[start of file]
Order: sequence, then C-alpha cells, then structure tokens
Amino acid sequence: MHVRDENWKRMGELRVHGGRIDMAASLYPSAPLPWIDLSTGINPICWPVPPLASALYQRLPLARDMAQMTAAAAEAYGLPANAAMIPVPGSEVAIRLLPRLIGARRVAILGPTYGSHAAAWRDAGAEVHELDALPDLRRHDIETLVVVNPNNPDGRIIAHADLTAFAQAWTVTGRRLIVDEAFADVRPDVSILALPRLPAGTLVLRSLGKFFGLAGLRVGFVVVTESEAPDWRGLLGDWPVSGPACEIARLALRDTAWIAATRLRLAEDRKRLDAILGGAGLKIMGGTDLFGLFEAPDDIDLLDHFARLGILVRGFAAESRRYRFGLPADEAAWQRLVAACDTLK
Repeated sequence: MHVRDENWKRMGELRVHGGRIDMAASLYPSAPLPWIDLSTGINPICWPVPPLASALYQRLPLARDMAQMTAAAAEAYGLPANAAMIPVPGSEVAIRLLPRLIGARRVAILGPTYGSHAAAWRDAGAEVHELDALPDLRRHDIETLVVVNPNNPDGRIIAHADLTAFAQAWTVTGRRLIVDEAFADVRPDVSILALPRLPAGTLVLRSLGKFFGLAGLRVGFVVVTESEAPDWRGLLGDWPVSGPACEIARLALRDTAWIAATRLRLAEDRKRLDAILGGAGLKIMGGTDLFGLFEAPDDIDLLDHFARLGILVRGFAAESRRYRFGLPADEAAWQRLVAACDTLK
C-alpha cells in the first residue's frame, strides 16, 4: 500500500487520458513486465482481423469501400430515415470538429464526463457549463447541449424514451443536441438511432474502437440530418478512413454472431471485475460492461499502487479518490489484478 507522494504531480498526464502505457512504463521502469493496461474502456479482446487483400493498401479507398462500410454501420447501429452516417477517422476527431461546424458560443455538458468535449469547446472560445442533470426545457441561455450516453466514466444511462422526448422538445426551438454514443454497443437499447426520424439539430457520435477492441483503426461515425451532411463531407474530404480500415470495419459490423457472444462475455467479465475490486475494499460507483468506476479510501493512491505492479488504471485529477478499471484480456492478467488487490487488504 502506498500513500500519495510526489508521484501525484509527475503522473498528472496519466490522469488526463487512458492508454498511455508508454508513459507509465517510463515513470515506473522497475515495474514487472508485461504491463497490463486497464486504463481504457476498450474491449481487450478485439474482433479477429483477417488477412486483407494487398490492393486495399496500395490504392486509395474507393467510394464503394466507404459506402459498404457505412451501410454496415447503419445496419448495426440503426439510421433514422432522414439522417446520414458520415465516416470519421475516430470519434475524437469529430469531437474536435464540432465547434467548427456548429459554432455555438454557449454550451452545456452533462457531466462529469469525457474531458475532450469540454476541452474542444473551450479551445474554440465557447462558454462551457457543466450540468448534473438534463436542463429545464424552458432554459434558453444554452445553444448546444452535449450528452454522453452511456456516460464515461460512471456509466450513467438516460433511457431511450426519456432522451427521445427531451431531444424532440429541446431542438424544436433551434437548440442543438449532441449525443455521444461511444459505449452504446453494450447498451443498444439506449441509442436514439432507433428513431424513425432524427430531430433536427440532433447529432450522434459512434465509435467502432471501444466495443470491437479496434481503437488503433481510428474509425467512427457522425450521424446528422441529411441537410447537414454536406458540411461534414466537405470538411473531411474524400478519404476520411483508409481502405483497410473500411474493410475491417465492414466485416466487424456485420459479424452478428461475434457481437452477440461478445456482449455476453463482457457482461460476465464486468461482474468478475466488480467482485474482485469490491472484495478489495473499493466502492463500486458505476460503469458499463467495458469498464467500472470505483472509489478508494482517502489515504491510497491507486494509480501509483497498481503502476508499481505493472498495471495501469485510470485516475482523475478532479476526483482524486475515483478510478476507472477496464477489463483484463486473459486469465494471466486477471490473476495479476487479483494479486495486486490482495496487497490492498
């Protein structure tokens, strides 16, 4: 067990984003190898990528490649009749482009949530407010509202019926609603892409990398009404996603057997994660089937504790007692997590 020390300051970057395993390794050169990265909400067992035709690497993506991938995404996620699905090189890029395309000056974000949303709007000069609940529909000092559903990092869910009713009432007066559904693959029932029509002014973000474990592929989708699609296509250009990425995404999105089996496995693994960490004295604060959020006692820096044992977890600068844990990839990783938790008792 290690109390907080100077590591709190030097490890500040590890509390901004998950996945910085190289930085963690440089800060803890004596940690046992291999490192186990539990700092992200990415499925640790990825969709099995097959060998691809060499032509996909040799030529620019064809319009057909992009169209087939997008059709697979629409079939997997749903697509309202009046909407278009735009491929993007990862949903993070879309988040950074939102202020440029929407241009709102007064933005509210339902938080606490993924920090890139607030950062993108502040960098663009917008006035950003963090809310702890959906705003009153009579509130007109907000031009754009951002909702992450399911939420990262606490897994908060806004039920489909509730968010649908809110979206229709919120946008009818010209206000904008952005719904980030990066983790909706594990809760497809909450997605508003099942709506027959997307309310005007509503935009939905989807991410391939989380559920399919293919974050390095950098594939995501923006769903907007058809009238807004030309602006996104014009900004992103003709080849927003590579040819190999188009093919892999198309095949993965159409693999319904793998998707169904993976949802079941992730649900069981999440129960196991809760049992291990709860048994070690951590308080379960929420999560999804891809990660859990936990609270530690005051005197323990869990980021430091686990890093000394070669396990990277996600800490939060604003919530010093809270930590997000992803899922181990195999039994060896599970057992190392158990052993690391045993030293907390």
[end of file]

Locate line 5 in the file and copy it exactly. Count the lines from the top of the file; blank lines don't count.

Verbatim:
């Protein structure tokens, strides 16, 4: 067990984003190898990528490649009749482009949530407010509202019926609603892409990398009404996603057997994660089937504790007692997590 020390300051970057395993390794050169990265909400067992035709690497993506991938995404996620699905090189890029395309000056974000949303709007000069609940529909000092559903990092869910009713009432007066559904693959029932029509002014973000474990592929989708699609296509250009990425995404999105089996496995693994960490004295604060959020006692820096044992977890600068844990990839990783938790008792 290690109390907080100077590591709190030097490890500040590890509390901004998950996945910085190289930085963690440089800060803890004596940690046992291999490192186990539990700092992200990415499925640790990825969709099995097959060998691809060499032509996909040799030529620019064809319009057909992009169209087939997008059709697979629409079939997997749903697509309202009046909407278009735009491929993007990862949903993070879309988040950074939102202020440029929407241009709102007064933005509210339902938080606490993924920090890139607030950062993108502040960098663009917008006035950003963090809310702890959906705003009153009579509130007109907000031009754009951002909702992450399911939420990262606490897994908060806004039920489909509730968010649908809110979206229709919120946008009818010209206000904008952005719904980030990066983790909706594990809760497809909450997605508003099942709506027959997307309310005007509503935009939905989807991410391939989380559920399919293919974050390095950098594939995501923006769903907007058809009238807004030309602006996104014009900004992103003709080849927003590579040819190999188009093919892999198309095949993965159409693999319904793998998707169904993976949802079941992730649900069981999440129960196991809760049992291990709860048994070690951590308080379960929420999560999804891809990660859990936990609270530690005051005197323990869990980021430091686990890093000394070669396990990277996600800490939060604003919530010093809270930590997000992803899922181990195999039994060896599970057992190392158990052993690391045993030293907390």